It is an estuary, to give it its proper nomenclature, although Admiral Bruni D'Entrecasteaux all those years ago when this was a quite undiscovered region declared it to be the most beautiful and safe harbour in all the world.
The tide comes in and puts a temporary halt to the outflow of the great Derwent River, making patterns that shift and flow. The sky determines the water colour: sometimes a deep or bright blue: sometimes, as today, a steel or slate gray.
Man-made patterns there are too from the wake of ships. And we get some quite large ones here.
I am looking forward to the summer when as usual we shall receive 'tourist' ships that are taller than most of the buildings in Hobart, each bringing several thousand people from all parts to enjoy this spot. This year promises the most we have ever had.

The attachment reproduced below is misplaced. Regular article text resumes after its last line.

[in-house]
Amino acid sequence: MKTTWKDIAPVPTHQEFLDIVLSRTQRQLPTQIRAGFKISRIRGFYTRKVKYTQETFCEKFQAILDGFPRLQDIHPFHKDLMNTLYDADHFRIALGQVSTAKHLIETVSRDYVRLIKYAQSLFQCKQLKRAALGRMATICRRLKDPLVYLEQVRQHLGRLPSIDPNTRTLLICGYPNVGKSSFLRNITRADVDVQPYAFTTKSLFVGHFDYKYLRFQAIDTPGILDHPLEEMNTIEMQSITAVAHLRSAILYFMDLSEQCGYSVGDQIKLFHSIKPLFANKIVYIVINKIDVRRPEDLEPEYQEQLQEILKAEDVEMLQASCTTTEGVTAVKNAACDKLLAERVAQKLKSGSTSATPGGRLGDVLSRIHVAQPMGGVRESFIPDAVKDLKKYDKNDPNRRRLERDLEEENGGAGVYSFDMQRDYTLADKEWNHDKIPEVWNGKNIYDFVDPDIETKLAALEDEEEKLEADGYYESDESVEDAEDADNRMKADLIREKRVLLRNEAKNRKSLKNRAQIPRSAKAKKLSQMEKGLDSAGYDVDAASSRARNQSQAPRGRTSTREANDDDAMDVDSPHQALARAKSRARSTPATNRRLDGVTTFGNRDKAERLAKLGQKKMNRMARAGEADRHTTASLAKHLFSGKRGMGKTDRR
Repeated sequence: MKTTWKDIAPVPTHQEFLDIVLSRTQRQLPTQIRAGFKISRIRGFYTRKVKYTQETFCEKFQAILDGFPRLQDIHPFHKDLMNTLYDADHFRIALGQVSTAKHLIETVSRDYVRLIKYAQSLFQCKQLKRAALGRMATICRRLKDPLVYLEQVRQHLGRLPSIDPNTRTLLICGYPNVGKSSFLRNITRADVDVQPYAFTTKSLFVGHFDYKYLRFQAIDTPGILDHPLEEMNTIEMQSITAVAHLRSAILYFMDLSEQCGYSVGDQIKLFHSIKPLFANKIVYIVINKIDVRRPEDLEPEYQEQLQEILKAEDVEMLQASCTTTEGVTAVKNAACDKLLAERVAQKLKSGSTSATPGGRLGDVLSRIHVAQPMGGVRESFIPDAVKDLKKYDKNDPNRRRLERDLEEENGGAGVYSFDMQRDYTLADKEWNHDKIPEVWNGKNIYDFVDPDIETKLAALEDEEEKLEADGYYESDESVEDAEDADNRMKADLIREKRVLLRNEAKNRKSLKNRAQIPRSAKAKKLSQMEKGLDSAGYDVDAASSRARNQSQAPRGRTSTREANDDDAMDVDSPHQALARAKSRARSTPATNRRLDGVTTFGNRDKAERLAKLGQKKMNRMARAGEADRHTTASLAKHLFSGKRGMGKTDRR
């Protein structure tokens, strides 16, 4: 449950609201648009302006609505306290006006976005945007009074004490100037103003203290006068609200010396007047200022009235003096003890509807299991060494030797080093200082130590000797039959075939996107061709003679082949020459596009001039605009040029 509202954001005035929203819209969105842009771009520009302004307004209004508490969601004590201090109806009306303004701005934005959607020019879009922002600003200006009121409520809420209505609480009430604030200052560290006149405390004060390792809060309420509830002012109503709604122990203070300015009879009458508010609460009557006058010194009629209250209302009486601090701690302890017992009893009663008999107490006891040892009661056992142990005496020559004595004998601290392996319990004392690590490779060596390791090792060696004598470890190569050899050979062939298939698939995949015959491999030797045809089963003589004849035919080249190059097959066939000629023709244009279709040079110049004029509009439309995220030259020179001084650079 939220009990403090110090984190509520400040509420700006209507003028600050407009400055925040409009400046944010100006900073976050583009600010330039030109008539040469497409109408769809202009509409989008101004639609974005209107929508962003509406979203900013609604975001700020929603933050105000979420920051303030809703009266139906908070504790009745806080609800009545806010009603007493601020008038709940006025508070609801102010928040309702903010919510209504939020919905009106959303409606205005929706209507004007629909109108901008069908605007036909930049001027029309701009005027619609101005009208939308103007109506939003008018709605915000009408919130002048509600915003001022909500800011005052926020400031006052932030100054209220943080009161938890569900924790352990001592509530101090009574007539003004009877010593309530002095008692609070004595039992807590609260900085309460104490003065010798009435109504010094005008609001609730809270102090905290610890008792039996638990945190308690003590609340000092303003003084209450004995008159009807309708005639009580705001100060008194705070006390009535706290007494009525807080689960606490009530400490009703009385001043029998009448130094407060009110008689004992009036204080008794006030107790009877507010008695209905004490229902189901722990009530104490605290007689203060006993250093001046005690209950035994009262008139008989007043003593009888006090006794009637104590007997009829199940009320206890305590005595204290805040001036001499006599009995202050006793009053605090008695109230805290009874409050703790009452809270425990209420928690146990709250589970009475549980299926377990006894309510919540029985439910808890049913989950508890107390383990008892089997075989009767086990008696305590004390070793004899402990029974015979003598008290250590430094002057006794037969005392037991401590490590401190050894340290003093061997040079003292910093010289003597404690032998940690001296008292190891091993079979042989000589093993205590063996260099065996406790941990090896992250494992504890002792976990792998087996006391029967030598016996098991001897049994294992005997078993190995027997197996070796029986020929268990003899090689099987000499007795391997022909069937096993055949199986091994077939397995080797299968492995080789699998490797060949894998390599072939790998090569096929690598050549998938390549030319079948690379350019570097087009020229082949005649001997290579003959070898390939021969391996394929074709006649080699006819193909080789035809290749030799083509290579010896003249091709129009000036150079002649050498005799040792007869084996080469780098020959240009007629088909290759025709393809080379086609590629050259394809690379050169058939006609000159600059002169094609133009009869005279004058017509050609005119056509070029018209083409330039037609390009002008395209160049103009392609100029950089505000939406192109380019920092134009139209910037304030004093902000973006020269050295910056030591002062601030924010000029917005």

Meanwhile the daily parade of more mundane vessels ply by. Small boats towing fish cages for instance. We grow a huge amount of Salmon close by.
And the sailing boats, both large and small.
And the tide comes in and goes out: the river gaining temporary supremacy again.
In a moment it can change as a rain burst reaches down, water to water. Just now. From dull/sunny to mistiness and rain in a minute flat.
Look one way and.......
Look the other way and.......
A chap's soul can be quite quiet here. But never bored.
We leave our marks and sometimes quite beautiful patterns on the waters of our lives. We flow down fast streams making bubbles; we flow out across great plains, weaving this way and that, making eddys; we push our way, often reluctantly into an Ocean of other people all making a mark too.
And the tide comes in. Our patterns and marks, our wakes, disappear at our Wake.
(Photos from the King Amfortas Photographic Studio and Armour Repair Smithy)